A new bookmarklet for iOS (developed by Joe Hewitt) adds a Firebug console to Safari for iOS.

Though Marin Kool has published a concise how-to guide on installing and using the Firebug bookmarklet, the text box on his webpage didn’t load properly on my iPhone. Because of that, I’ll outline how I managed to install the bookmarklet here.

First, create a bookmark in Safari on your iOS device for any webpage, and name that bookmark “Firebug.”

Next, copy the below text to your iPhone’s clipboard:

javascript:(function(F,i,r,e,b,u,g,L,I,T,E){if(F.getElementById(b))return;E=F[i+'NS']&&F.documentElement.namespaceURI;E=E?F[i+'NS'](E,’script’):F[i](‘script’);E[r](‘id’,b);E[r](‘src’,I+g+T);E[r](b,u);(F[e](‘head’)[0]||F[e](‘body’)[0]).appendChild(E);E=new%20Image;E[r](‘src’,I+L);})(document,’createElement’,'setAttribute’,'getElementsByTagName’,'FirebugLite’,’4′,’firebug-lite.js’,'releases/lite/latest/skin/xp/sprite.png’,'https://getfirebug.com/’,'#startOpened’);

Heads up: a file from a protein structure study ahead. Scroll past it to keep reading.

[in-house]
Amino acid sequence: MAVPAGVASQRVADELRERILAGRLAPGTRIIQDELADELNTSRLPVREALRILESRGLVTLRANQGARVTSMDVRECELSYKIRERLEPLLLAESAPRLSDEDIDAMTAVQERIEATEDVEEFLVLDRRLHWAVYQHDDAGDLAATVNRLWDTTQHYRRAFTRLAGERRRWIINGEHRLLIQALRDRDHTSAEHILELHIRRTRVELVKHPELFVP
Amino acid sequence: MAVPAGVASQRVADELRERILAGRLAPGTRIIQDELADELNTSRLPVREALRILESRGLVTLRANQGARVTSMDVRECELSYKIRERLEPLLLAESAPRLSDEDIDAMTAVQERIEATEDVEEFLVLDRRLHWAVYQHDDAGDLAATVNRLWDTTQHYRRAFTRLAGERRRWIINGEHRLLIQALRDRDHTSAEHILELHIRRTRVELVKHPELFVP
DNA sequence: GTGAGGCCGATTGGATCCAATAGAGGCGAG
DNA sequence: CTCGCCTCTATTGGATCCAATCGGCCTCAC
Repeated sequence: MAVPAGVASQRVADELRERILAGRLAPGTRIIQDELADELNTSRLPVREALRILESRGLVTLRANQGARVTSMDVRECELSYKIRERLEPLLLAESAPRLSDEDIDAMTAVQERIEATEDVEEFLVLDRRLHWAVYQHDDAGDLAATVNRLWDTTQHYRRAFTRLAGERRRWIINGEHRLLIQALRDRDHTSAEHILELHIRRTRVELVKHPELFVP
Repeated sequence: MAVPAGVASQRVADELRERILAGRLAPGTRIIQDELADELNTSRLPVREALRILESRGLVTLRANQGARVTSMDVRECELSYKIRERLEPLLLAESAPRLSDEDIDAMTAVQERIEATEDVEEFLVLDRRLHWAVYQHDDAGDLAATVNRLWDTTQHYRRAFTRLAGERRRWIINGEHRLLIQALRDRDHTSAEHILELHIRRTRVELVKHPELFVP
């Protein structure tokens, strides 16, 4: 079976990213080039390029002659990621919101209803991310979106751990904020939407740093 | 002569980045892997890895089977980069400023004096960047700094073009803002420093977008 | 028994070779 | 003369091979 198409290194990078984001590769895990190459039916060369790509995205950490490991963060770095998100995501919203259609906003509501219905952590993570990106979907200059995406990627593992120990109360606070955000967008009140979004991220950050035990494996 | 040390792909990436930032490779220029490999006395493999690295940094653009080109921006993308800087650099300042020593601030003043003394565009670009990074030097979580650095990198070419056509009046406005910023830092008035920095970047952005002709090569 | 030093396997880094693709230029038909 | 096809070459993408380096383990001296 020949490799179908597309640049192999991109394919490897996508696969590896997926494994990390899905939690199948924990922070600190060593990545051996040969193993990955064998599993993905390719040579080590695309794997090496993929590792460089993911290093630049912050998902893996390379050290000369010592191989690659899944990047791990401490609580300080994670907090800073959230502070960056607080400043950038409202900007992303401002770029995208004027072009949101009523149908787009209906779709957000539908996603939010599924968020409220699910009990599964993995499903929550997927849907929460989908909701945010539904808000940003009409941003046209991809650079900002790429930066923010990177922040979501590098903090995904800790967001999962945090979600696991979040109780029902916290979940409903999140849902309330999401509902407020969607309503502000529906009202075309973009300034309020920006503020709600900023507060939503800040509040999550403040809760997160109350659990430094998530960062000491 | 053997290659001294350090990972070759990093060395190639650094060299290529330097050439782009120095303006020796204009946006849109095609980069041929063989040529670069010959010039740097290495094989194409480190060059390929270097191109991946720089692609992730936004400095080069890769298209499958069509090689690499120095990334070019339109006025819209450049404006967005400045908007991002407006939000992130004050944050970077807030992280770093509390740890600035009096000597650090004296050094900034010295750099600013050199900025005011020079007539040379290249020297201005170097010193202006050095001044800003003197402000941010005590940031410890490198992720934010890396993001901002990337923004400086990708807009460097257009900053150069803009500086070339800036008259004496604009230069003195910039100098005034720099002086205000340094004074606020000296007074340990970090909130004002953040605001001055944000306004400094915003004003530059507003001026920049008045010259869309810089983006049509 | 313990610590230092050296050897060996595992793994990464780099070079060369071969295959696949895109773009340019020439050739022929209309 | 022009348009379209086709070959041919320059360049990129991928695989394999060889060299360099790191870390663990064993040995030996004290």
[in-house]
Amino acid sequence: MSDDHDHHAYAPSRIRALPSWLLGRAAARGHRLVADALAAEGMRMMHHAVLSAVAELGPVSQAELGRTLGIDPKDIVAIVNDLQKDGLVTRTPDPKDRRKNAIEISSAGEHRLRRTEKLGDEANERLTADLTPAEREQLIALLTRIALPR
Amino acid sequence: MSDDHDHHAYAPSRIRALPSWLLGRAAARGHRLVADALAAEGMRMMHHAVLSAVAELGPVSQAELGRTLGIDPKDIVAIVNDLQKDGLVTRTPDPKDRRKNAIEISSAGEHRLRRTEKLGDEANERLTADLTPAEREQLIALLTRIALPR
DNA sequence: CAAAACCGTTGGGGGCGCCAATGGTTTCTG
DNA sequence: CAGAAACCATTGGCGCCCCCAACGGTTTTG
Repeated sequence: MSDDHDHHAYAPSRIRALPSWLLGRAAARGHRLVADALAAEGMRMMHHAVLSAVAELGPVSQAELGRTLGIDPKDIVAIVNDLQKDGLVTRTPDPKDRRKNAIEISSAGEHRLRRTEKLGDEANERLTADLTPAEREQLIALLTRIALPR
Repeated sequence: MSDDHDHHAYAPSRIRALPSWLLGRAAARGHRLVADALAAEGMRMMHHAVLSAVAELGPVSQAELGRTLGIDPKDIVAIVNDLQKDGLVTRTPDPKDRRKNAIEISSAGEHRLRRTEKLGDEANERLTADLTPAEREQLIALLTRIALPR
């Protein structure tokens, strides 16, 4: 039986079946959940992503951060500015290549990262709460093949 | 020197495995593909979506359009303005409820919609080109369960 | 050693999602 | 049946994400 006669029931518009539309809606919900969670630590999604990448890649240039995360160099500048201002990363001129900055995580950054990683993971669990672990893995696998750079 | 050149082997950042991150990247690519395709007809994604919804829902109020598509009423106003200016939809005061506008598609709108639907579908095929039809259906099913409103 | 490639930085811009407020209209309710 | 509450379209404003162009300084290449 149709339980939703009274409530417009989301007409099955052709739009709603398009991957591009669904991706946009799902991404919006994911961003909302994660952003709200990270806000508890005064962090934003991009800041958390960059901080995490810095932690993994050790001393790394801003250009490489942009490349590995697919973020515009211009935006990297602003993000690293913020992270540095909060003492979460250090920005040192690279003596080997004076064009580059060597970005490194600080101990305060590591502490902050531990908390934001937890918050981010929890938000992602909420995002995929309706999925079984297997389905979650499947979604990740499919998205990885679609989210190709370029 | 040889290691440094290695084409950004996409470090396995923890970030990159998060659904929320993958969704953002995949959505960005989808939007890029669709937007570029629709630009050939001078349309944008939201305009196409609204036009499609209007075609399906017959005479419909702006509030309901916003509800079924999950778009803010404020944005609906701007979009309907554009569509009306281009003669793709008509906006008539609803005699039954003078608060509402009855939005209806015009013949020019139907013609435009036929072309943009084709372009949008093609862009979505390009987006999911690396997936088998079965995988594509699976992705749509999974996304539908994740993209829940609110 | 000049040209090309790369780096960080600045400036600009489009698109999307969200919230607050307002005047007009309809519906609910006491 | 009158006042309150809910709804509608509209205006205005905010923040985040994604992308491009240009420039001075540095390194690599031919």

(Apologies – the above text isn’t playing nice with our AppAdvice page design, but I’m going to leave it as it is for fear of disrupting the bookmarklet.)

Following this, launch Safari and edit the Firebug bookmark, replacing the URL with the above text. Hit “Done,” and the bookmarklet should be created and ready to use.

In order to launch the Firebug console, visit a website on your iOS device and, once the website has loaded, open your Bookmarks in Safari and touch Firebug. After a few moments, the console should appear at the bottom of the webpage (as you can see in the above image).

That’s all, folks! Hopefully the above method will work for you (I emailed myself the bookmarklet, but if you keep this webpage open in Safari on your iOS device you can copy the text from here).

Let us know how the Firebug console works for you in the comments below.